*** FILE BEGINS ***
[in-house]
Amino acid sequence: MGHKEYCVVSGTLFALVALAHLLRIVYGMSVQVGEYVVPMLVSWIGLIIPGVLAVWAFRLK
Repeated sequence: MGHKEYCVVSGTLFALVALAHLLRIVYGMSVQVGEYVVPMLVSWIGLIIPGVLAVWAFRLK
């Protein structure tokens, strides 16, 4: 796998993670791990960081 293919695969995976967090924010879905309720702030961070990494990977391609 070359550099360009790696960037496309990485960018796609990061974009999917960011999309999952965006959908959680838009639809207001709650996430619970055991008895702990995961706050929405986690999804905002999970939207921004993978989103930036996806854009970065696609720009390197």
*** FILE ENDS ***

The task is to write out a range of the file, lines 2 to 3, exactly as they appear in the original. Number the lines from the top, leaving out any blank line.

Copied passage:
Amino acid sequence: MGHKEYCVVSGTLFALVALAHLLRIVYGMSVQVGEYVVPMLVSWIGLIIPGVLAVWAFRLK
Repeated sequence: MGHKEYCVVSGTLFALVALAHLLRIVYGMSVQVGEYVVPMLVSWIGLIIPGVLAVWAFRLK